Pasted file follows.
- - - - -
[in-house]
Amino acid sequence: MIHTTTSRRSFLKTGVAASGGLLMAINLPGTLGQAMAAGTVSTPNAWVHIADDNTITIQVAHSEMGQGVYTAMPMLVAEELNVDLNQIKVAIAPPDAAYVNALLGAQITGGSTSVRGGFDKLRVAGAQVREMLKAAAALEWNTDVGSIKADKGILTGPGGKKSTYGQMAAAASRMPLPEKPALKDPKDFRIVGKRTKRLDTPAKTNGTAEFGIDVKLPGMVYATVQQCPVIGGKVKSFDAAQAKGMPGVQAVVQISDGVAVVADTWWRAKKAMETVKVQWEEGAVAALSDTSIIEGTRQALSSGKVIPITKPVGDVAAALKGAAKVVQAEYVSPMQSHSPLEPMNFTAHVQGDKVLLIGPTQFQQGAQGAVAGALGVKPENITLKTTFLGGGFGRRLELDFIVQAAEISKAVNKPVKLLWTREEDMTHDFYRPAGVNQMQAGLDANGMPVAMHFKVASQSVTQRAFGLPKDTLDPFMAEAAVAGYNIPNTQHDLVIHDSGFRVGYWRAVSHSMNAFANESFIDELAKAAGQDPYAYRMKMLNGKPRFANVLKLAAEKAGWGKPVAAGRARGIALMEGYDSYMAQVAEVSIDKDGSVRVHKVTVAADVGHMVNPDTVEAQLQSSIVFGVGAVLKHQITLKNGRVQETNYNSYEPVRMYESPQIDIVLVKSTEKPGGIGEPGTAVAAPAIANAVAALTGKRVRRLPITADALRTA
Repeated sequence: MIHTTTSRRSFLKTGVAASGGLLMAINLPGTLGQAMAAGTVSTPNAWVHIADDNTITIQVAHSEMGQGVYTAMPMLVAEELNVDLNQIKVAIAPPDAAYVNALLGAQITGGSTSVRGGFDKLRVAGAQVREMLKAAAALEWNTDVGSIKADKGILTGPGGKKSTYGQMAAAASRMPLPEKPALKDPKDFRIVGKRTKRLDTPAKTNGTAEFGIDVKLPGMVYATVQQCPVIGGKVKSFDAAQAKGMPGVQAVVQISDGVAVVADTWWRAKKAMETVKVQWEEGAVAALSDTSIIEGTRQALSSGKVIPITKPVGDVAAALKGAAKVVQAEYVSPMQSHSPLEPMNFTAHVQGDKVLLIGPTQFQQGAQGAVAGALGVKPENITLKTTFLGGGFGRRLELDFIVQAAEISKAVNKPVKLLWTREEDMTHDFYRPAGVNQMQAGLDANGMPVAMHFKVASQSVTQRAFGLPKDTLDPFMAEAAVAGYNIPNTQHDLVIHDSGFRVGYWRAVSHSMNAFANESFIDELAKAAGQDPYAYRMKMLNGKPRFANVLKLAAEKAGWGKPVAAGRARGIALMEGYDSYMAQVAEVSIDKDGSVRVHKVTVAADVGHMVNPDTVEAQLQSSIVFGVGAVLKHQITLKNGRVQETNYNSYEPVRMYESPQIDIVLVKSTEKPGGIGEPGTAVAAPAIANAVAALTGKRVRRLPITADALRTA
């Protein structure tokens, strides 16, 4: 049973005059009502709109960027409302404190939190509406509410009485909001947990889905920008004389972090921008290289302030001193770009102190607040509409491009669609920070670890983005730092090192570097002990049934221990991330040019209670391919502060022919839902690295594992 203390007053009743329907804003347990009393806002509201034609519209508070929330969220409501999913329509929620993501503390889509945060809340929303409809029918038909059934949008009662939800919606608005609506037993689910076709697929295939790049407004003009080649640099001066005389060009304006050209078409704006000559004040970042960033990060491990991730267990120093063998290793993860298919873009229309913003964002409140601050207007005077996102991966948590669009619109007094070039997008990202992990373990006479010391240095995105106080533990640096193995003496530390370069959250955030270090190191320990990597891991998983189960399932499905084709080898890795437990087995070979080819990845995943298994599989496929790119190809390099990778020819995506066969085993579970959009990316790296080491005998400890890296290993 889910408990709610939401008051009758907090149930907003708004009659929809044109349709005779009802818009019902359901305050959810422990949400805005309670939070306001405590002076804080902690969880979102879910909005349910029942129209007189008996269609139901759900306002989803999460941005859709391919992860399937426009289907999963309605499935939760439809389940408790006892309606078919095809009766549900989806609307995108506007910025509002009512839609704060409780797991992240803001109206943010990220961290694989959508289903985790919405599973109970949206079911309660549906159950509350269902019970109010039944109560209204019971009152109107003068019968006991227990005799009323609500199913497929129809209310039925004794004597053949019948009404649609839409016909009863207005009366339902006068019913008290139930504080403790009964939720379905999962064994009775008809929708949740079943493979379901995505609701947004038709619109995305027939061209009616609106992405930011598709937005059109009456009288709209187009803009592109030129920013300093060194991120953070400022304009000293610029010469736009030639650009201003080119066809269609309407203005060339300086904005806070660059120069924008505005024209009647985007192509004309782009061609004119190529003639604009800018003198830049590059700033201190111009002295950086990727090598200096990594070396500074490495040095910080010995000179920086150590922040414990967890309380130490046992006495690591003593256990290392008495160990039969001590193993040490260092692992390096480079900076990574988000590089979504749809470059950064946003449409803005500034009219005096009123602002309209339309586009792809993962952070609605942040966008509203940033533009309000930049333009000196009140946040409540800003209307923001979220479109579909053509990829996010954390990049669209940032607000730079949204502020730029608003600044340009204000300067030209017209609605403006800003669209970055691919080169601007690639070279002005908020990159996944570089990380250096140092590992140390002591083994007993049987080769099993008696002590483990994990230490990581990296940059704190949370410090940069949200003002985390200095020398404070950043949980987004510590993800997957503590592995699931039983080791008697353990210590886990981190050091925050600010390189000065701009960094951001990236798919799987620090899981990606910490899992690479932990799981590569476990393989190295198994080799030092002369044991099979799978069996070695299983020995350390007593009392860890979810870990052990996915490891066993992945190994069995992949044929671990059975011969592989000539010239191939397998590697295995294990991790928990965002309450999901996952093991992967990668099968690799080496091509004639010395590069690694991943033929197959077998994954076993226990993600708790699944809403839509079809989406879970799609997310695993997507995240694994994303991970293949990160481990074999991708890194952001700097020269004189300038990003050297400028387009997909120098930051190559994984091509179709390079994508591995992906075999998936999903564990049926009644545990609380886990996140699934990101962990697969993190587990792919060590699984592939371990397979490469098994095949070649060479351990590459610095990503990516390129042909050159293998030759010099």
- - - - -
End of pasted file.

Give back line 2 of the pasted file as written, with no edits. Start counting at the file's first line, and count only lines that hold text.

Amino acid sequence: MIHTTTSRRSFLKTGVAASGGLLMAINLPGTLGQAMAAGTVSTPNAWVHIADDNTITIQVAHSEMGQGVYTAMPMLVAEELNVDLNQIKVAIAPPDAAYVNALLGAQITGGSTSVRGGFDKLRVAGAQVREMLKAAAALEWNTDVGSIKADKGILTGPGGKKSTYGQMAAAASRMPLPEKPALKDPKDFRIVGKRTKRLDTPAKTNGTAEFGIDVKLPGMVYATVQQCPVIGGKVKSFDAAQAKGMPGVQAVVQISDGVAVVADTWWRAKKAMETVKVQWEEGAVAALSDTSIIEGTRQALSSGKVIPITKPVGDVAAALKGAAKVVQAEYVSPMQSHSPLEPMNFTAHVQGDKVLLIGPTQFQQGAQGAVAGALGVKPENITLKTTFLGGGFGRRLELDFIVQAAEISKAVNKPVKLLWTREEDMTHDFYRPAGVNQMQAGLDANGMPVAMHFKVASQSVTQRAFGLPKDTLDPFMAEAAVAGYNIPNTQHDLVIHDSGFRVGYWRAVSHSMNAFANESFIDELAKAAGQDPYAYRMKMLNGKPRFANVLKLAAEKAGWGKPVAAGRARGIALMEGYDSYMAQVAEVSIDKDGSVRVHKVTVAADVGHMVNPDTVEAQLQSSIVFGVGAVLKHQITLKNGRVQETNYNSYEPVRMYESPQIDIVLVKSTEKPGGIGEPGTAVAAPAIANAVAALTGKRVRRLPITADALRTA